Herbert Kretzmer: “He failed as a novelist but while working for newspapers began a second career as a songwriter.”

From a New York Times obit by Robert D. McFadden headlined “Herbert Kretzmer, Lyricist Who Reimagined “Le Miserables,’ Dies at 95”:

Herbert Kretzmer, a London theater critic who wrote the English lyrics to an all-but-forgotten French musical called “Les Misérables” in 1985, giving new life to what has become one of the world’s most successful theater productions, died on Wednesday at his home in London. . . .

A South African journalist who sold his accordion to buy passage to Europe, Mr. Kretzmer failed as a novelist in Paris, playing piano in a brasserie for meals. A thief stole all of his money on his first day in London. He wrote features and columns for London newspapers, and became a theater critic for The Daily Express for 16 years and then a television critic for The Daily Mail for eight more.

But he loved music, and starting in 1960, while still writing for newspapers, he began developing a second career as a lyricist and songwriter. He wrote music for the BBC’s satirical television show “That Was the Week That Was” and collaborated with the French singer Charles Aznavour on about 30 songs, including the international hits “She” and “Yesterday, When I Was Young.”

The British producer Cameron Mackintosh took notice and asked Mr. Kretzmer to reimagine an obscure musical that had opened and closed after a few months in Paris in 1980, five years earlier. It was not an alluring prospect.

France had no tradition of musical theater, and “Les Misérables” was based on Victor Hugo’s epic tale of 19th-century student uprisings, with teeming streets, brothels, sewers and a vast panorama of episodes and characters who love, fight and die at the barricades.

And it was all sung, in French.

Mr. Kretzmer’s task was not to literally translate the original libretto, by Alain Boublil and Jean-Marc Natel. That might have been impossible. Songs, like poems, with their subtle nuances, references and allusions, are notoriously resistant to translation. And Mr. Kretzmer’s French was spotty anyway.

What he tried to do instead was to capture, in English, the spirit of Hugo’s tale of revolution — the songs of angry men and women yearning for freedom.

“Words have resonance within a culture; they have submarine strengths and meaning,” Mr. Kretzmer told The New Yorker in 2013. “Translation — the very word I rebut and resent, because it minimizes the genuine creativity that I bring to the task.”. . .

With the Kretzmer libretto, additional lyrics by James Fenton and music by Claude-Michel Schonberg, “Les Misérables” opened in London on Oct. 8, 1985. A few critics found it intriguing and perhaps even important, but most pronounced it a disaster.

“A lurid Victorian melodrama,” concluded a critic in The Sunday Telegraph. “A witless and synthetic entertainment,” wrote another in The Observer. The Daily Mail, where Mr. Kretzmer then worked, called it “Les Glums.” Scholars condemned what they called a corruption of French literature for pop music.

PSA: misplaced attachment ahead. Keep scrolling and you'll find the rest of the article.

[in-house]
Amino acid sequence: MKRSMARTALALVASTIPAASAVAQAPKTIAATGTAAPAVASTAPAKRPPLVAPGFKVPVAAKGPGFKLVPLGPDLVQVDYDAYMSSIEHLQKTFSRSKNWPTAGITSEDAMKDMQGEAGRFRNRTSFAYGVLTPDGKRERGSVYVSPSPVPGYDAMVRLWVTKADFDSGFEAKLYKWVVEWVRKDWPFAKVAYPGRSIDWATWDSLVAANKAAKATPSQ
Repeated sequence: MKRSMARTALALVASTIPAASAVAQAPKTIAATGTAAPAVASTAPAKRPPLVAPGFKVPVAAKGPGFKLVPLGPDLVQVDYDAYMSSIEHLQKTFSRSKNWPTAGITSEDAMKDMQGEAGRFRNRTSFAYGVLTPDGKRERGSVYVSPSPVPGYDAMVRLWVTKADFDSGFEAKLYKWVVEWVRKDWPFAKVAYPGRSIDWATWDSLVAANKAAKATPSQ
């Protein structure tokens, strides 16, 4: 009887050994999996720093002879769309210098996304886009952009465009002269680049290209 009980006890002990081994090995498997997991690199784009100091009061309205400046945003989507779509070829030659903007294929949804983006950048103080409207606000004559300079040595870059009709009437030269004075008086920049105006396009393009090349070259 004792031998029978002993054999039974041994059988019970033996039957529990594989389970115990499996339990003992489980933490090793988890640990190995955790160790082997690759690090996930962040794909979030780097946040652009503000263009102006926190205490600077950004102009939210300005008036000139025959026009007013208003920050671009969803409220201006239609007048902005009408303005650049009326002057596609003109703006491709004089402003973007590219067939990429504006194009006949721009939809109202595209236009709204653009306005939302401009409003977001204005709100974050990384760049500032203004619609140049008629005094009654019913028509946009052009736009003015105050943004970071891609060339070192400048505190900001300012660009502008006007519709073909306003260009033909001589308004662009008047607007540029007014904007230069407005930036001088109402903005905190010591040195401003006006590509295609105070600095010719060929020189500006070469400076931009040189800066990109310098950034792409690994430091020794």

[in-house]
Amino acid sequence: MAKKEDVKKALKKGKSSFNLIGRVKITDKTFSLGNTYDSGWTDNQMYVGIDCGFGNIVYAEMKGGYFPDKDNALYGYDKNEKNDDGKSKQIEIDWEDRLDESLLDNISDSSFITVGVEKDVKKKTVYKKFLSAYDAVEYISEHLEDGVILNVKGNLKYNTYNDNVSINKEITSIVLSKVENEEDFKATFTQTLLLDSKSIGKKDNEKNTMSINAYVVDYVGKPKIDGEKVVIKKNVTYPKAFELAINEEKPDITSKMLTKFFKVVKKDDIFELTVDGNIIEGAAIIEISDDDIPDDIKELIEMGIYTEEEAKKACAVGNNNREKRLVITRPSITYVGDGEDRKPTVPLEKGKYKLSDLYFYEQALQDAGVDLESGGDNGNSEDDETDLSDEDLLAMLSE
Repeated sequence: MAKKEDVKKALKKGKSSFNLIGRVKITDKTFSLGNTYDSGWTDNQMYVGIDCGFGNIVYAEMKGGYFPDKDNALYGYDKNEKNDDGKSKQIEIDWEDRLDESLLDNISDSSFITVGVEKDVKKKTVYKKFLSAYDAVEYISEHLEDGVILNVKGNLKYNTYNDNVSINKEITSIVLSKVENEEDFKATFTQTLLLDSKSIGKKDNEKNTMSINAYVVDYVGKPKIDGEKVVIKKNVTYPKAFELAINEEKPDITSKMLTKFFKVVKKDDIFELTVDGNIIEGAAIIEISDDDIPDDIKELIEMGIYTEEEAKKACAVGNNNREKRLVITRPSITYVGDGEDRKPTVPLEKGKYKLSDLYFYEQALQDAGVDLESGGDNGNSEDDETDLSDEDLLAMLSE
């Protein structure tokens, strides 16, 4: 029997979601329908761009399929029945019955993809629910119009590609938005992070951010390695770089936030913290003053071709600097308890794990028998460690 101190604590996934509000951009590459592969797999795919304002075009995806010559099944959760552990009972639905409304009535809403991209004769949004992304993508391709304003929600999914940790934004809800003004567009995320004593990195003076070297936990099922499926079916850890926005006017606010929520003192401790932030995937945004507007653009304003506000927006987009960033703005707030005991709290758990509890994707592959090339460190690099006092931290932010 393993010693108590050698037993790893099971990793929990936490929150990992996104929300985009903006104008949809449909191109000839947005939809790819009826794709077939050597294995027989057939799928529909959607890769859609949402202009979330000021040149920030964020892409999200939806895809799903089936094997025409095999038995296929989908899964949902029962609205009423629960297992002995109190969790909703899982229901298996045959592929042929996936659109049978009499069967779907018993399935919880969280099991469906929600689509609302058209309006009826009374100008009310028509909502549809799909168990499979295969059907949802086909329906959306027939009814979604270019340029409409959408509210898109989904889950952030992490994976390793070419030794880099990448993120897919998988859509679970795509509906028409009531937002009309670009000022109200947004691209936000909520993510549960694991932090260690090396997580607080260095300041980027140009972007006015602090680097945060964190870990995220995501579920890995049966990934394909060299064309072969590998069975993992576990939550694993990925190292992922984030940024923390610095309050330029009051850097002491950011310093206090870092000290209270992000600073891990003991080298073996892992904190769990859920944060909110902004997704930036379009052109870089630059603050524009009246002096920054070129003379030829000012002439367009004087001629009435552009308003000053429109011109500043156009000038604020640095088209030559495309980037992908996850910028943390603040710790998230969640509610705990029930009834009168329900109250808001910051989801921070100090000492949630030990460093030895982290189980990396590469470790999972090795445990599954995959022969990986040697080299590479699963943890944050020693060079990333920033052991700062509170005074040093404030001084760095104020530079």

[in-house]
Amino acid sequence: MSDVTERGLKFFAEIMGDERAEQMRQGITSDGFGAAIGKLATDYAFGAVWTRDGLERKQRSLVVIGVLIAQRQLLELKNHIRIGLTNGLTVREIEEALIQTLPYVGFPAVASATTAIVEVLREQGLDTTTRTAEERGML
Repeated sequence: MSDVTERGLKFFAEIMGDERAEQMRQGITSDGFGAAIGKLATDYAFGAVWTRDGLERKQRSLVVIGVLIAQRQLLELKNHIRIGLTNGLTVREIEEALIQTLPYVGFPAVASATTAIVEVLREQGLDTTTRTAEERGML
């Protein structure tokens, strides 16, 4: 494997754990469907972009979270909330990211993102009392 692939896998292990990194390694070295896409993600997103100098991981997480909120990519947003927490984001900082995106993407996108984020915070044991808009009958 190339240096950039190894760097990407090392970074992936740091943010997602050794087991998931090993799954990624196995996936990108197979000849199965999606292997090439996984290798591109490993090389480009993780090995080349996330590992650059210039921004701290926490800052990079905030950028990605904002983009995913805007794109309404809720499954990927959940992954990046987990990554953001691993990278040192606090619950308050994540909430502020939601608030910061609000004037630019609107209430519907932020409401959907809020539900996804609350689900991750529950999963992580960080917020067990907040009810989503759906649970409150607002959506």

But something was up. In the theater, as Hugo’s tale of oppression, liberation and redemption unfolded, audiences were moved nightly to sob and scream.

“The British public has long had less respect for theater critics than its American counterpart, but rarely has there been an occasion when so many nasty reviews counted for so little,” Benedict Nightingale wrote in The New York Times. “Clearly the power of the story or the music or both hit a nerve in the show’s first audiences, and word of mouth did the rest.”. . .

The London production ran continuously from 1985 until this March, when the coronavirus pandemic shuttered London’s theaters, making it the West End’s longest-running musical. . . .

A Broadway production of “Les Misérables” opened in 1987 and ran 16 years, and there were Broadway revivals in 2006 and 2014. A Hollywood film version in 2012 earned more than $440 million. Showered with awards, translated into 22 languages, the musical has been performed by 100 touring companies and seen by 80 million people worldwide. Its estimated earnings are upward of $3 billion.

Herbert Kretzmer was born on Oct. 5, 1925, in Kroonstad, South Africa. . . .He had no musical training, but played the piano by ear. He graduated from Kroonstad High School and Rhodes University in Grahamstown, where he wrote lyrics for school musicals. He began writing weekly cinema columns in 1946 for Africa Film Productions. In the early 1950s, he was a reporter and entertainment columnist for The Johannesburg Express.

After landing in London in 1954, he wrote for The Daily Sketch and The Sunday Dispatch. As The Express’s theater critic from 1962 to 1978, he wrote 2,500 reviews and interviewed John Steinbeck, Truman Capote, Tennessee Williams and many stage and screen stars. He won two national awards as The Daily Mail’s television critic from 1979 to 1987. . . .

Mr. Kretzmer’s royalties from “Les Miz” amounted to about $20 million. He bought a townhouse in London and filled it with art, and he was a celebrity wherever he went. Queen Elizabeth II named him Officer of the Order of the British Empire in 2011.

But he was always at something of a loss to explain what had happened after that fateful opening night in London.

“When you are working on something like that, the hope is to avoid disgrace,” he told The Daily Mail in 2015. “You are thinking, ‘Please do not let me be too ridiculous.’” He recalled his shock the next day when Mr. Mackintosh, the producer, told him that the box office had never had a day like that in its history.

Robert D. McFadden is a senior writer on the Obituaries desk and the winner of the 1996 Pulitzer Prize for spot news reporting. He joined The Times in May 1961 and is also the co-author of two books.

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